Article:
Hi @melissaf you mention that you administer websites, I would consider that as falling into the realm of business rather than personal, this is why there are different products and pricing. I have a home office but don’t have the need for a static iP, if I did, I’d consider the extra cost as a business expense.
I have been a TPG customer for 6 years, with a static IP included in my RESIDENTIAL ADSL plan.
I am hurting right now because I'm in an 18 month contract for NBN, and did not realise that I would now need to pay way more per month for a static IP than I did on my RESIDENTIAL ADSL plan.
Can you not see why previously loyal TPG customers are surprised about this reduction in service, especially if there are other ISPs including it, such as Exetel?
I will do my research and switch.
Above all, I stayed with TPG because I was previously very happy with the service and price. The price for ADSL + IP address in this case is $99. I can get the same product as the one that I've signed up for from TPG from Exetel for $60/month, which is $10/month less, and includes a Static IP.
If I hadn't been a loyal customer, I would have just gone with Exetel. Lesson learned.
loyalty means nothing to ISP's these days, back in dialup days it did, even at start of ADSL1, but as they grew, loyalty meant less and less until it meant no more.
Indeed you are right when you say TPG's competitors offer as much data and static IP for same or in many cases less.
Also to those who think they know it all, many people administer websites for charities, think RSPCA, Lifeline, Kids helpline and so on, are you seriously going to sit on your trolling arse and tell us to get a business account ? Some people have absolutely no idea.
I will be resisiting this clusterf... of a joke NBN move for as long as possible, until final few weeks before the POTS exchange segment is deactivated, and if TPG have not woken up by then, I already know which of their competitors I *will* be switching to.
...I'm not going to pay 10 bux more a month for slower speeds and less services than DSL currently gives me (and thats just for residential plan)
I would just like to add my experience with moving from a Fixed IP on ADSL to Dynamic IP on FTTN.
1. I use OpenDNS for network wide content filtering and the settings need to be updated every time the IP address changes. Sometimes this does not work as the new IP address may already be registered on the OpenDNS database and there can be a long delay getting it reallocated. I have found it easier just rebooting my router multiple times until I get an IP that hasn't been previously used on the OpenDNS database. Frustrating.
2. Keeping OpenDNS (and other IP addressed based services) updated automatically requires running a client like ddclient. This needs to be running on an "always on" computer, which isn’t usual in a normal family home type environment. Even when this does work, there is a delay as the client will only check once every hour maybe, so the filtering is effectively off during this time.
3. It is common to pick up a new IP address that is appears on one or more Blacklisted databases, causing issues with email and requiring manual removal.
Anyway, I hope that fixed IP addresses will soon be available on the residential plans.
1 - If you use OpenDNS you might want to look at DNS-O-Matic (https://www.dnsomatic.com/), it automates the updates.
2 - You can set ddclient (and others) to query every 10 minutes (daemon=600), and if you query the OpenDNS servers for "myip.opendns.com" it's very quick (e.g. "/sbin/dig @188.8.131.52 myip.opendns.com +short").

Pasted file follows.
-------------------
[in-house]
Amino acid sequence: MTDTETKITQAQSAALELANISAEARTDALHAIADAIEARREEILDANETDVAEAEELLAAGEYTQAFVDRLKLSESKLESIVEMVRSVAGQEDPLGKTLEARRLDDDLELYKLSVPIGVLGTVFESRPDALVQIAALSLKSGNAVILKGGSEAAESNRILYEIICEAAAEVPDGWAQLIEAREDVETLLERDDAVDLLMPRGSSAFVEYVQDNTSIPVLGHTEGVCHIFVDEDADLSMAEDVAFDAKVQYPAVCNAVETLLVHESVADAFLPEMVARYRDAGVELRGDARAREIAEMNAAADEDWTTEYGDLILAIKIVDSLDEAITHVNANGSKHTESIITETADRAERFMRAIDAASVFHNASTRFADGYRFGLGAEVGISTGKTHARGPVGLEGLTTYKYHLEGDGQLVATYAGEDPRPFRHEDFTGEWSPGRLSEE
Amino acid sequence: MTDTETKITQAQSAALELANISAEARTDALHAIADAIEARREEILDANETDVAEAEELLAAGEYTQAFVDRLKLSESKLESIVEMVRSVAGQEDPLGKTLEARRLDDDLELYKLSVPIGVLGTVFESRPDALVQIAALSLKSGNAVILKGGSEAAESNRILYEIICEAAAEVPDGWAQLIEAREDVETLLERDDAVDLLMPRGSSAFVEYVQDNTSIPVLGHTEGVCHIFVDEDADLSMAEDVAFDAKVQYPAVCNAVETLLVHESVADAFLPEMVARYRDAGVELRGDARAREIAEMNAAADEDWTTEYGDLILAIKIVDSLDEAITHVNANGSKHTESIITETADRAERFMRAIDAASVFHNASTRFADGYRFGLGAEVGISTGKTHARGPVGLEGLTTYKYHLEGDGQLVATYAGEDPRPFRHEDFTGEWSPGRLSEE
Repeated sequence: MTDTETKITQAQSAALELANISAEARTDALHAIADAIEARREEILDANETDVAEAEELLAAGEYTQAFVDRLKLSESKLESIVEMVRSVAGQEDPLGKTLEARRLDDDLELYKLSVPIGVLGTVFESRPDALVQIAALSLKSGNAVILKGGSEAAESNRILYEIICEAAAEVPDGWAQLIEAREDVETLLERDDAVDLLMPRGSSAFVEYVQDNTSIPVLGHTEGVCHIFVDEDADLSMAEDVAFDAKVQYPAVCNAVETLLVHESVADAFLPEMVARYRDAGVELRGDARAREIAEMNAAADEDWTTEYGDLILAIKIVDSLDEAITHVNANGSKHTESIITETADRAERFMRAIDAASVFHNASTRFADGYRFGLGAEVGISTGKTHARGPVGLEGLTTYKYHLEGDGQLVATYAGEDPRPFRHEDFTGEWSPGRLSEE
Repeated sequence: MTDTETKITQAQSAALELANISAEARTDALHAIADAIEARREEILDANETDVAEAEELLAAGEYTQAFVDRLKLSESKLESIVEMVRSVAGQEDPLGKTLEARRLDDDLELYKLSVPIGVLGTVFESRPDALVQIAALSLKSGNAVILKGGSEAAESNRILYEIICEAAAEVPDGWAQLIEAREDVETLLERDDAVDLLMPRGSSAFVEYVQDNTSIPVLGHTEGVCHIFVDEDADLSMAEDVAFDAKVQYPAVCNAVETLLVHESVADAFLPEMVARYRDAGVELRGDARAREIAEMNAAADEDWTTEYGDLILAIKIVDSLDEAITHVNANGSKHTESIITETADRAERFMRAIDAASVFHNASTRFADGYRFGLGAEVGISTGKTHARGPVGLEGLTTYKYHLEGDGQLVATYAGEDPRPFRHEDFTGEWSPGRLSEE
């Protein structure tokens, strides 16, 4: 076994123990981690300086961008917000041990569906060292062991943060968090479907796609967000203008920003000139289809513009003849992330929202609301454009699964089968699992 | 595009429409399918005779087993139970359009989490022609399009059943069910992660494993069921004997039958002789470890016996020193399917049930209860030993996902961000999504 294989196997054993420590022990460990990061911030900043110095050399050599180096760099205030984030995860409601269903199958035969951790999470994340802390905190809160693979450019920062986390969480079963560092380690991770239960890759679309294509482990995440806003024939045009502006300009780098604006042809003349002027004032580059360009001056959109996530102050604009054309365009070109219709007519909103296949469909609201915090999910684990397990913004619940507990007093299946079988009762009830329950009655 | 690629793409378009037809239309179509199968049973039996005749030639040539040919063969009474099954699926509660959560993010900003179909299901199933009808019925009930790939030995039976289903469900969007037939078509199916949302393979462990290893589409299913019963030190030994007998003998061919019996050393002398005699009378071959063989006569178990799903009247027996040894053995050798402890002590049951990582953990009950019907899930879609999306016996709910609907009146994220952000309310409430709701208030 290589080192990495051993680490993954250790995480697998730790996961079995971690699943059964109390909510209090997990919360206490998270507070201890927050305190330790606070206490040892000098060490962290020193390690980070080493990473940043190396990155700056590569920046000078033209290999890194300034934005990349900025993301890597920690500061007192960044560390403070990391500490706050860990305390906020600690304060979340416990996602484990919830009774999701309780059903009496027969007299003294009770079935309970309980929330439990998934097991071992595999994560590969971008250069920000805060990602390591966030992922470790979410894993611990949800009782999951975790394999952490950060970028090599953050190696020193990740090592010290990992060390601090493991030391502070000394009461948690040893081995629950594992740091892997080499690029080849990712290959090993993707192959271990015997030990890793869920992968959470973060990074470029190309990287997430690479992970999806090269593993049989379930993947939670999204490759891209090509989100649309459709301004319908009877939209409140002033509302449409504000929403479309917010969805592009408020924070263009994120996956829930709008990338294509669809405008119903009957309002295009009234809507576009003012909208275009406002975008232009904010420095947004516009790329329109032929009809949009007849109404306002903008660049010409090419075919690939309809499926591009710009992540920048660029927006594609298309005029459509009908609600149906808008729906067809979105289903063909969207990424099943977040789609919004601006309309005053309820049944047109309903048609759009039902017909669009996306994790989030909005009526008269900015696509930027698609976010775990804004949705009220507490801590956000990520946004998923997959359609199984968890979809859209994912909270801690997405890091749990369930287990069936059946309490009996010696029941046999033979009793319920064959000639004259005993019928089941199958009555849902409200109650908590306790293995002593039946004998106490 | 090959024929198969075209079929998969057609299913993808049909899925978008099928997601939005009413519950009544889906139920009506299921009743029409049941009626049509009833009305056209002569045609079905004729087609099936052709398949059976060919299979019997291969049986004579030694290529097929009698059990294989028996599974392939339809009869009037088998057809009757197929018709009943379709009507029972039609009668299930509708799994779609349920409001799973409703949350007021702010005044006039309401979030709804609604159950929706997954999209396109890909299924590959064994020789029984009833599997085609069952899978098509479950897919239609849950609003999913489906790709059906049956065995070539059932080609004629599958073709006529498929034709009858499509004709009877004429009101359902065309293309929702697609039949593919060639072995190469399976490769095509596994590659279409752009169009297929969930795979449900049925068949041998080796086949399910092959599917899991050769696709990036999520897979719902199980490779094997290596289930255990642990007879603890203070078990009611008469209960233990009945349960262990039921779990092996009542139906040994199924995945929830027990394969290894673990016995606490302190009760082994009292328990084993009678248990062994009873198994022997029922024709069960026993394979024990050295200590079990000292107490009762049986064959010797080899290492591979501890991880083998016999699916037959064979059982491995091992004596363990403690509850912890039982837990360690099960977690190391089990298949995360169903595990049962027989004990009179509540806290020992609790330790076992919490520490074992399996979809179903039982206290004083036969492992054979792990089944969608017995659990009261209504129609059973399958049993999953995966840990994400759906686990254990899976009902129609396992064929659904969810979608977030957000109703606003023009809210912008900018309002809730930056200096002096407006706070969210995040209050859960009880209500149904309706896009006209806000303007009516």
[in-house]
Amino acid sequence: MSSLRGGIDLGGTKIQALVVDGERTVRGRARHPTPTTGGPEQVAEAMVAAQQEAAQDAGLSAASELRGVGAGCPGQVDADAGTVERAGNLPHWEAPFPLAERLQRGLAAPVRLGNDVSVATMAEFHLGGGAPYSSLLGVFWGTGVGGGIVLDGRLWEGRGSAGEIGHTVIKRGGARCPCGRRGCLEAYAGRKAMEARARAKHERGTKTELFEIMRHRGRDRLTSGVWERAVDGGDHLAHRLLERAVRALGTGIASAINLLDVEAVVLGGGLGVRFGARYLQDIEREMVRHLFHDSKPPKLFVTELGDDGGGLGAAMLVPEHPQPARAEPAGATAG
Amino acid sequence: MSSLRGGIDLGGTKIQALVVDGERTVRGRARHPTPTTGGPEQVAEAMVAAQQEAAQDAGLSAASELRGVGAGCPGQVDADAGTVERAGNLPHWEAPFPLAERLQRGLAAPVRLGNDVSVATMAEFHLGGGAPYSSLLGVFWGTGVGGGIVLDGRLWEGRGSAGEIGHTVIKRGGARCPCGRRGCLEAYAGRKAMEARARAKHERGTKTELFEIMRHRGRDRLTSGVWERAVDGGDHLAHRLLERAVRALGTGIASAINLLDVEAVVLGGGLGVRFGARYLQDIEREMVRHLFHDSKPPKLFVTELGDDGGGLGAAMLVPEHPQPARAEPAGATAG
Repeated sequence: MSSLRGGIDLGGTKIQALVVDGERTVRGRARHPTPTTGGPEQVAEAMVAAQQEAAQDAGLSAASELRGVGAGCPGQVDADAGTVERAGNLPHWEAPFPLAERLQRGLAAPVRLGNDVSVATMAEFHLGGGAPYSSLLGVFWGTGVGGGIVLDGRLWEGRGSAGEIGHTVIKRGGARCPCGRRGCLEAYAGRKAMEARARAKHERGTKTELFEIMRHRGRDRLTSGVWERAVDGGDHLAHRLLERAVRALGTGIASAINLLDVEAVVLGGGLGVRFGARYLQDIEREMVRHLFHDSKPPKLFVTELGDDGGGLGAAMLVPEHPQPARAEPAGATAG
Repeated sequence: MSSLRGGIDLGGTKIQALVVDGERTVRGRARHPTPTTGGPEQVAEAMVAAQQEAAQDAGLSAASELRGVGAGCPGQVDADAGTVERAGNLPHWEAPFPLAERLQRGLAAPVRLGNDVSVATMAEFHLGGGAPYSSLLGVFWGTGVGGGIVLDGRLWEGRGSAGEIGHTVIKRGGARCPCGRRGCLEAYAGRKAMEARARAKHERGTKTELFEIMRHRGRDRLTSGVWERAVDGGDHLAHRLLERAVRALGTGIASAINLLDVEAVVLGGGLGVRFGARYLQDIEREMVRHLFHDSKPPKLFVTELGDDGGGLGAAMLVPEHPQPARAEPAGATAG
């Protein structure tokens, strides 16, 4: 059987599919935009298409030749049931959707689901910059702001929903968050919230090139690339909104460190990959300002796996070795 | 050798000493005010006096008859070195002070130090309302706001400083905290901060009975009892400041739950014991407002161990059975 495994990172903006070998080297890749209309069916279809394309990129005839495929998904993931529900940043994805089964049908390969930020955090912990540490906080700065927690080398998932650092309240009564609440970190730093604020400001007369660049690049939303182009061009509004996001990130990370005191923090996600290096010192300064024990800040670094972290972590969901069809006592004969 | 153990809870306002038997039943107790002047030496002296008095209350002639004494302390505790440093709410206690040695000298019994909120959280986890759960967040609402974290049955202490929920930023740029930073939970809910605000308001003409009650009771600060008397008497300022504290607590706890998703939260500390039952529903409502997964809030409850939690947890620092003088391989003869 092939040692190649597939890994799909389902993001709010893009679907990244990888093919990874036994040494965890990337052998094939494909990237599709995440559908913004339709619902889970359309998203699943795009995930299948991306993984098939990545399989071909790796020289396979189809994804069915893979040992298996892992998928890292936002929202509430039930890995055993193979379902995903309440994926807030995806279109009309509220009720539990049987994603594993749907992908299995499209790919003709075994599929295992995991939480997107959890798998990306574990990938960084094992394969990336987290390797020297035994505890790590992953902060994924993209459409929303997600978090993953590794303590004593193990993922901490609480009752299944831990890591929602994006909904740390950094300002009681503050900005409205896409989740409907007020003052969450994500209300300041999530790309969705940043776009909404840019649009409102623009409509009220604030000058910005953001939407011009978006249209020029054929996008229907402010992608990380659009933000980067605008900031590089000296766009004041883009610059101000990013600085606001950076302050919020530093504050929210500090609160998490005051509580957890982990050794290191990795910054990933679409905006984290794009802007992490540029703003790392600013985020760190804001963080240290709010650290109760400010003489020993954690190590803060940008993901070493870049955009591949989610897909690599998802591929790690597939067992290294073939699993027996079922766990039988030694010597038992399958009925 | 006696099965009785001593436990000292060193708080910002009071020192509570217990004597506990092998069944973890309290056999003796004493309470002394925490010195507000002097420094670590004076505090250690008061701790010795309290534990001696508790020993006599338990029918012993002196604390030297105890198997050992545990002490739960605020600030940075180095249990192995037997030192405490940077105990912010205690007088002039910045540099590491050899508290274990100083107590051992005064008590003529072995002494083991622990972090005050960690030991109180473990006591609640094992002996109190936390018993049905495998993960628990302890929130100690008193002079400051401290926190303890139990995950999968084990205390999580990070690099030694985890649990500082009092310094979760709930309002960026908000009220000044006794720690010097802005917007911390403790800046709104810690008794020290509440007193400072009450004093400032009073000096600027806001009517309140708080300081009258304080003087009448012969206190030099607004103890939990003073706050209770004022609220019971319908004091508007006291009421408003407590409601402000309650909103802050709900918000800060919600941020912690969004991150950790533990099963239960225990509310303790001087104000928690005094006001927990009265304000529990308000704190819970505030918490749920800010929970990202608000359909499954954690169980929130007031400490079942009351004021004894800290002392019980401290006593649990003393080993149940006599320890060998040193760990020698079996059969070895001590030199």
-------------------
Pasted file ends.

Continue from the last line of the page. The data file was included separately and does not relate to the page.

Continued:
3 - I haven't picked up a black-listed address yet, but I do route outgoing emails via TPG's servers, and use SSL handshake for email to avoid rate limiting.
4 - Most of the modems around these days have Dynamic DNS built in, frex the Huawei HG659 has DynDNS.org and No-IP.com built-in (under Internet->Internet Services).
Yes, losing the static IP was a bit annoying, but if you set up your MX records correctly you won't lose any mail, and any other access you need can wait ten minutes to start working again.
" and any other access you need can wait ten minutes to start working again."
In the real world, most real firewalls require IP addresses, since its harder to spoof than a A record
think cisco/juniper routers/switches ACL's for starters.
"In the real world, most real firewalls require IP addresses, since its harder to spoof than a A record
think cisco/juniper routers/switches ACL's for starters."
In that real world you should be running on a Business plan, which does come with a static IP.
This is about Residential plans.
thats right we are talking a bout residential plans, the same plans i'm on right now and have been for near a decade at home that I have not been told to go pay 10 or 20 bux more a month for a business plan just to have a static IP, teh same plans I dont pay ANY extra for right now, nor have I ever (nor - will I ever!)
so you are going to try tell every person who needs AH access, like a system admin who works for a company, that to be on call and have emergency after hours access to their employers network, they need to be on a business plan? your a delusional fool, whats your tpg employee number?
Oh and since your clearly a clueless n00b, plenty of other access out there only work by IP sicne again DNS can be faked with no effort
Haha, are you the same "Nobby" who's been trolling in aus.* for the last couple of decades???
And why would I, or any BOFH, need a static IP to connect to something?
Ah, I must be hallucinating that the laptop there is connected to my employer's network (working from home today), which is not TPG. (TPG haven't been able to afford me since long before they were "Total Peripherals Group" and bringing in container loads of cheap components back in the 1980s.)
And if someone fiddles the BGP, IP addresses don't guarantee a thing, either.